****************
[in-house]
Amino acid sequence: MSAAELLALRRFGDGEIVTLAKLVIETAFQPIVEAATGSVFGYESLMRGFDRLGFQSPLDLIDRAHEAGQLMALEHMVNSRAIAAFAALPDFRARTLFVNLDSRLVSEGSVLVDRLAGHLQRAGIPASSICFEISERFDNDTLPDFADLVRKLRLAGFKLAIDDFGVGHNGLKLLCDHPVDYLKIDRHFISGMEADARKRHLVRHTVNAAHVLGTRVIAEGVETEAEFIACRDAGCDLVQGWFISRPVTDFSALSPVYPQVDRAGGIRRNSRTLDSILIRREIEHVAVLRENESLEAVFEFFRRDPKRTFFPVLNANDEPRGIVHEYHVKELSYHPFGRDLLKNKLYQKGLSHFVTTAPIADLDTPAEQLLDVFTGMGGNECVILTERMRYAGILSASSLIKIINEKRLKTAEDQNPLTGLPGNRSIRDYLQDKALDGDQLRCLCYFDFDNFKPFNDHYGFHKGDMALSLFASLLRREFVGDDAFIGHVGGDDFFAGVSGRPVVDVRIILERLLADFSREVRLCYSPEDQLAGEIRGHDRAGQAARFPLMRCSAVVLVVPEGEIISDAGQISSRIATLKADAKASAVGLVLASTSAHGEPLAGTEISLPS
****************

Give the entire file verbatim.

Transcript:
[in-house]
Amino acid sequence: MSAAELLALRRFGDGEIVTLAKLVIETAFQPIVEAATGSVFGYESLMRGFDRLGFQSPLDLIDRAHEAGQLMALEHMVNSRAIAAFAALPDFRARTLFVNLDSRLVSEGSVLVDRLAGHLQRAGIPASSICFEISERFDNDTLPDFADLVRKLRLAGFKLAIDDFGVGHNGLKLLCDHPVDYLKIDRHFISGMEADARKRHLVRHTVNAAHVLGTRVIAEGVETEAEFIACRDAGCDLVQGWFISRPVTDFSALSPVYPQVDRAGGIRRNSRTLDSILIRREIEHVAVLRENESLEAVFEFFRRDPKRTFFPVLNANDEPRGIVHEYHVKELSYHPFGRDLLKNKLYQKGLSHFVTTAPIADLDTPAEQLLDVFTGMGGNECVILTERMRYAGILSASSLIKIINEKRLKTAEDQNPLTGLPGNRSIRDYLQDKALDGDQLRCLCYFDFDNFKPFNDHYGFHKGDMALSLFASLLRREFVGDDAFIGHVGGDDFFAGVSGRPVVDVRIILERLLADFSREVRLCYSPEDQLAGEIRGHDRAGQAARFPLMRCSAVVLVVPEGEIISDAGQISSRIATLKADAKASAVGLVLASTSAHGEPLAGTEISLPS